Strategic objective 2: Connect Canadians, information, and resources

The Government of Canada continues to support several initiatives that connect Canadians to information and resources on suicide and its prevention, including access to prevention and postvention support and resources. PHAC, along with its partners and other federal departments, has continued to develop and share information and suicide related data. This includes efforts to understand suicide risk and rates among priority populations. The following are key highlights.

Disseminating information about suicide and its prevention

Medical professional technical suicide review and pre-postvention tools

The Canadian Armed Forces (CAF) has been collaborating with clinical experts from various CAF clinics to review and assess mental health services for its members. The results of these are being used to formulate recommendations for service improvement to the CAF clinics responsible for service provision. Additionally, the results will inform the development of CAF policy and practices related to suicide prevention.

Pre-postvention tools

The CAF is also working on developing prevention tools for its leadership that will help to raise awareness in recognizing the signs of suicidal behaviour among its members to connect them to resources. These resources will provide clear guidance to leadership on how to assist in the management of suicide attempts and suicide within units. While the prevention tool is currently in progress, a guide for postvention has already been published.

Veterans Affairs Canada (VAC) is similarly working on postvention guidelines and resources, which will be integrated into their veteran death notification business process and provide resources and support to those who have been affected by the suicide death of a veteran. The creation of these guidelines was initiated based on studies having concluded that exposure to death by suicide can often trigger many negative consequences in the bereaved, including being at increased risk for suicide themselves.Footnote 9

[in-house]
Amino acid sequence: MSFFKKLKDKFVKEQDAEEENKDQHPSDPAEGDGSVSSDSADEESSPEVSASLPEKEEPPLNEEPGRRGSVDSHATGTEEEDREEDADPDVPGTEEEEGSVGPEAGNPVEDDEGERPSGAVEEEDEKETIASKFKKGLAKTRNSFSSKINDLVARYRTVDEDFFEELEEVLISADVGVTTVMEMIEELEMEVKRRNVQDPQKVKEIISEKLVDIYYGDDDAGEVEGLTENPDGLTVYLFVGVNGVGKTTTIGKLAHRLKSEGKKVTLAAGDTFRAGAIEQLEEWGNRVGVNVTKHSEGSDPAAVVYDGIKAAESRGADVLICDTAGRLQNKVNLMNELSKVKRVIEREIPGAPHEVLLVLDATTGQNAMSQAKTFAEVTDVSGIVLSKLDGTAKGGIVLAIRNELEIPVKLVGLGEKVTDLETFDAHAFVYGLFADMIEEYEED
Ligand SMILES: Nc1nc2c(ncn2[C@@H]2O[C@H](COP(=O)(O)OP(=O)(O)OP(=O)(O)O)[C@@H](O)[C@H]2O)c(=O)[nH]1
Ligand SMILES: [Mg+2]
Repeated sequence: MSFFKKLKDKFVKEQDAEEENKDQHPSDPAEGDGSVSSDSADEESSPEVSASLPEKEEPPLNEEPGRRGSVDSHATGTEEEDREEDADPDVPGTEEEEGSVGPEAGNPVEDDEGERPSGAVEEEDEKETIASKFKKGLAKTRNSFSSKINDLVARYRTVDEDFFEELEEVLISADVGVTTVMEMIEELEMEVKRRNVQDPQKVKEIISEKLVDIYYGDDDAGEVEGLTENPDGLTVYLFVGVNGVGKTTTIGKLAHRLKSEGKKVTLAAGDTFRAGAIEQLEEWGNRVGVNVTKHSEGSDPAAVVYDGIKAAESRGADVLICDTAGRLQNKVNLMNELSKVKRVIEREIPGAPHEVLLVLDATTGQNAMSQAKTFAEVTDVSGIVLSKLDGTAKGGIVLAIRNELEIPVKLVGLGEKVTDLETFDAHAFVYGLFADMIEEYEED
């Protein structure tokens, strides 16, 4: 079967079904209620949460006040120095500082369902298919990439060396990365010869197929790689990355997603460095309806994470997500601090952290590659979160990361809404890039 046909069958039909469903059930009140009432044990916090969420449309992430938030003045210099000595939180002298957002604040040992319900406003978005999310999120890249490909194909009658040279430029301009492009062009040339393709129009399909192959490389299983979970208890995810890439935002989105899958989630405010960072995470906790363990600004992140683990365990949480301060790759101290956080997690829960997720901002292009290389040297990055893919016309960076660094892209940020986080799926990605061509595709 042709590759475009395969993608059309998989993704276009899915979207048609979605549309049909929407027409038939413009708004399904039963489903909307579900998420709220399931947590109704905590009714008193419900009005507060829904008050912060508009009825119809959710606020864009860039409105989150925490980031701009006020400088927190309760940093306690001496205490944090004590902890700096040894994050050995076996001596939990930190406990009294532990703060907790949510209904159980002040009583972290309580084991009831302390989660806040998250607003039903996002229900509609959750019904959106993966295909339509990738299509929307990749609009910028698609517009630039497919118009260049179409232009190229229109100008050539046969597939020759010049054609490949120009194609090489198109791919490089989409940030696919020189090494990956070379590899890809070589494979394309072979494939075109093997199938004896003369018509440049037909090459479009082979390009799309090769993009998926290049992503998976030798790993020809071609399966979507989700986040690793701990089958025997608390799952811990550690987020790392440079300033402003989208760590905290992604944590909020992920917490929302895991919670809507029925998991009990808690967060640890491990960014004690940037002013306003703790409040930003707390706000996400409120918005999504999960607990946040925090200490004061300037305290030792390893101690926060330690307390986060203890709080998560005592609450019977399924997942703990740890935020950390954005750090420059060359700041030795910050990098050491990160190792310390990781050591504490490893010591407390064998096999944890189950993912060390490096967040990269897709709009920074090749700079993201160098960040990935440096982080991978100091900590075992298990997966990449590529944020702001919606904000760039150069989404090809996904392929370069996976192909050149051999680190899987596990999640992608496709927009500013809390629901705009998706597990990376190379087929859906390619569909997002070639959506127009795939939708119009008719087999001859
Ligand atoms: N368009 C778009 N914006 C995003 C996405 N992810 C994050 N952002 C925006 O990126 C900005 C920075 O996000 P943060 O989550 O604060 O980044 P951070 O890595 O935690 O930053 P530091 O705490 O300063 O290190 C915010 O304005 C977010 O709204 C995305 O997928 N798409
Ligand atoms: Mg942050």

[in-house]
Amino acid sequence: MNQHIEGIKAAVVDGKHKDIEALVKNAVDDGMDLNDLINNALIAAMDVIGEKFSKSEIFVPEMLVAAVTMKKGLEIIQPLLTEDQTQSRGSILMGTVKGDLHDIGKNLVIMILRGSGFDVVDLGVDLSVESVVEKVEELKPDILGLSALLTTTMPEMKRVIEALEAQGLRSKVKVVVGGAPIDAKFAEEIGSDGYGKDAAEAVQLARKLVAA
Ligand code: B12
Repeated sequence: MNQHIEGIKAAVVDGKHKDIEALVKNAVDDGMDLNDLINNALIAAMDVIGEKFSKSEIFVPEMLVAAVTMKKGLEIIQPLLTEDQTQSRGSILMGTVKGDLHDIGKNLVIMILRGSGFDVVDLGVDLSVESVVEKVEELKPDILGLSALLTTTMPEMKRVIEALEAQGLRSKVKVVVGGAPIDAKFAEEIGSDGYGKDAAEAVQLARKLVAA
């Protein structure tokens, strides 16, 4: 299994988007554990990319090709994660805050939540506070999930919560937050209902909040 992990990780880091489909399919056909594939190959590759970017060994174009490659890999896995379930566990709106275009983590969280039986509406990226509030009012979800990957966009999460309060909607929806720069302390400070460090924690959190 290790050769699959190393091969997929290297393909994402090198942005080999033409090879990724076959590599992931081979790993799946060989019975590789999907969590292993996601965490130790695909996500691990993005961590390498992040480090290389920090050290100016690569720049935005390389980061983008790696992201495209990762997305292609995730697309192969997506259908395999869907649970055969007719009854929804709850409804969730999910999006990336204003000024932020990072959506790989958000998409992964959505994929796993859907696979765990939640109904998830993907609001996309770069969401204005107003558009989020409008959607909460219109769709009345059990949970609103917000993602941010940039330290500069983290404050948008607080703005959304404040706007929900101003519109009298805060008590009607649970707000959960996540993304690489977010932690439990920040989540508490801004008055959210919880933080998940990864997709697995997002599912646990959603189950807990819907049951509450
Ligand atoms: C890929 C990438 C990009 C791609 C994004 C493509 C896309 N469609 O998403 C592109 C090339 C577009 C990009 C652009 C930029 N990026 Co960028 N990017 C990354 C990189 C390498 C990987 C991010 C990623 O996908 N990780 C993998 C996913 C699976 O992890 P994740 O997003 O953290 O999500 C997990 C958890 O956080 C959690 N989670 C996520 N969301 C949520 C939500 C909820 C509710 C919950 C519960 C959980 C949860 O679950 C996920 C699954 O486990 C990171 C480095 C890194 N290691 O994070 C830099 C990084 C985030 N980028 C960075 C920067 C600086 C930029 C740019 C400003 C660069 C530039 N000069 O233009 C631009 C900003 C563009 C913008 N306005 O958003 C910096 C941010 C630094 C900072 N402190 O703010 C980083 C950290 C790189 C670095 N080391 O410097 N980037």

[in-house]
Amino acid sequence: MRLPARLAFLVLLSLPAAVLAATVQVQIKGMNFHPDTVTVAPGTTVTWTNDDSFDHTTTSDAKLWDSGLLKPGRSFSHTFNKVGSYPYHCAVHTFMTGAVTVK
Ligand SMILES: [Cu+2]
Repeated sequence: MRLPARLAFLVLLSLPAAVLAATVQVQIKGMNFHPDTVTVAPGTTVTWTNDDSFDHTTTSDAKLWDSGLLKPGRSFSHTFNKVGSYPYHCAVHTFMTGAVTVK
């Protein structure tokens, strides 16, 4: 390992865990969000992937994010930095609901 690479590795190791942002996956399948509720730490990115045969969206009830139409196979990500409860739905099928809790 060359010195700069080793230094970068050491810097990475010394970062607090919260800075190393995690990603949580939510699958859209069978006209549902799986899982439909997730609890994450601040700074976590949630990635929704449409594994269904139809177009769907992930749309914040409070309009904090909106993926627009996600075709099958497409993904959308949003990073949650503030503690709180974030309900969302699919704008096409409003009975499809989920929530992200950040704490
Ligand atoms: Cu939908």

Recognizing the early signs and symptoms of suicide ideation among veterans can help to mitigate the risk of a suicide attempt or death by suicide. As such, VAC has mandated that all front-line staff undergo suicide prevention training, which includes training on Suicide Prevention Protocols, also developed by VAC, as well as the Applied Suicide Intervention Skills Training (ASIST) developed by Living Works, which focuses on recognizing the early signs and symptoms of suicide ideation.

Youth Hope Fund

The Youth Hope Fund is a distinctions-based fund through Indigenous Services Canada that supports First Nations and Inuit youth led projects that support life promotion. Indigenous youth are impacted by negative mental health outcomes and suicide at disproportionately higher levels than non-Indigenous CanadiansFootnote 10 and Indigenous culture and values are important protective factors for suicide risk. Culturally appropriate services that are trauma-informed, community based and youth specific are key approaches to improving mental wellness and reduce the risk of suicide among Indigenous youth.Footnote 11

The distribution of funding for the Youth Hope Fund is guided by First Nations and Inuit youth through distinctions-based processes and based on youth priorities. Budget 2017 provided $10 million over 5-years with an additional $3.4 million per year in on-going funding, which has supported over 20 Indigenous community-based, youth led suicide prevention and life promotion projects. Some projects include: access to cultural activities, connection to Elders in the community, raising awareness around mental wellness among Indigenous youth, online resources. Funding supports We Matter programming such as mental wellness toolkits (delivered over 8,000 toolkits) and We Matter workshops (35 delivered across 28 communities to 1,000 youth and over 500 students).

Wellness Together Canada

Created by Health Canada in response to the COVID-19 pandemic, Wellness Together Canada (WTC) is the only nationally available mental health web platform that provides 24/7 free and confidential mental health, substance use and suicide prevention support and resources in English and French. The resources and supports available through WTC include e-mental health support, mental health and substance use literacy tools, 24/7 phone and text support, single and multi-session counselling and therapist assisted support, online peer support, and internet based cognitive behavioural therapy.